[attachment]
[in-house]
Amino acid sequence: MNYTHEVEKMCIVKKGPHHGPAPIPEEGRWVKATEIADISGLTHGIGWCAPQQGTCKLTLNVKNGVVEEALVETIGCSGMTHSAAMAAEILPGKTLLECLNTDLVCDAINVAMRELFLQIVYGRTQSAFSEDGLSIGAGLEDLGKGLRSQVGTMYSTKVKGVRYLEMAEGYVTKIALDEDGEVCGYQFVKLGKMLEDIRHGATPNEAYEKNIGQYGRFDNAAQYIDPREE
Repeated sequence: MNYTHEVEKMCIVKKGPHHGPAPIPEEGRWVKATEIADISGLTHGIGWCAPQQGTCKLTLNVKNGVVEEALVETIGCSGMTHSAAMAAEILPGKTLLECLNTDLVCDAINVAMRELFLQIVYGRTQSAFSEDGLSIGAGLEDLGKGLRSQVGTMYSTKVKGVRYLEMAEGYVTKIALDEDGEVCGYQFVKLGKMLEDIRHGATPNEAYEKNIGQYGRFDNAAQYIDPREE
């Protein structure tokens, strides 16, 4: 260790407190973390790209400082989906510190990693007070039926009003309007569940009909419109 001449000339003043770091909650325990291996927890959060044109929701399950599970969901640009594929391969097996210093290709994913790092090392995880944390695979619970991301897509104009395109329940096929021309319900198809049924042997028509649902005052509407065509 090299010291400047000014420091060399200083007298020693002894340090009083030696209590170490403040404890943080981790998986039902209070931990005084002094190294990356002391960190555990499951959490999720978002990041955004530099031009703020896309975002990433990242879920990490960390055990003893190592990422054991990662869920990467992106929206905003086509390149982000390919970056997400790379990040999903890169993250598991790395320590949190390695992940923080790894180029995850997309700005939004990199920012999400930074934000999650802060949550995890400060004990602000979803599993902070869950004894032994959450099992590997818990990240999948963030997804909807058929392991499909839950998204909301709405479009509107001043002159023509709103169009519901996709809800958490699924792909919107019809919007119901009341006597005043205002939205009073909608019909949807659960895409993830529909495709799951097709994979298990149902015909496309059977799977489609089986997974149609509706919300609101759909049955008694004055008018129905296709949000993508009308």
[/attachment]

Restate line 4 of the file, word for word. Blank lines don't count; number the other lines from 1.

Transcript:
């Protein structure tokens, strides 16, 4: 260790407190973390790209400082989906510190990693007070039926009003309007569940009909419109 001449000339003043770091909650325990291996927890959060044109929701399950599970969901640009594929391969097996210093290709994913790092090392995880944390695979619970991301897509104009395109329940096929021309319900198809049924042997028509649902005052509407065509 090299010291400047000014420091060399200083007298020693002894340090009083030696209590170490403040404890943080981790998986039902209070931990005084002094190294990356002391960190555990499951959490999720978002990041955004530099031009703020896309975002990433990242879920990490960390055990003893190592990422054991990662869920990467992106929206905003086509390149982000390919970056997400790379990040999903890169993250598991790395320590949190390695992940923080790894180029995850997309700005939004990199920012999400930074934000999650802060949550995890400060004990602000979803599993902070869950004894032994959450099992590997818990990240999948963030997804909807058929392991499909839950998204909301709405479009509107001043002159023509709103169009519901996709809800958490699924792909919107019809919007119901009341006597005043205002939205009073909608019909949807659960895409993830529909495709799951097709994979298990149902015909496309059977799977489609089986997974149609509706919300609101759909049955008694004055008018129905296709949000993508009308």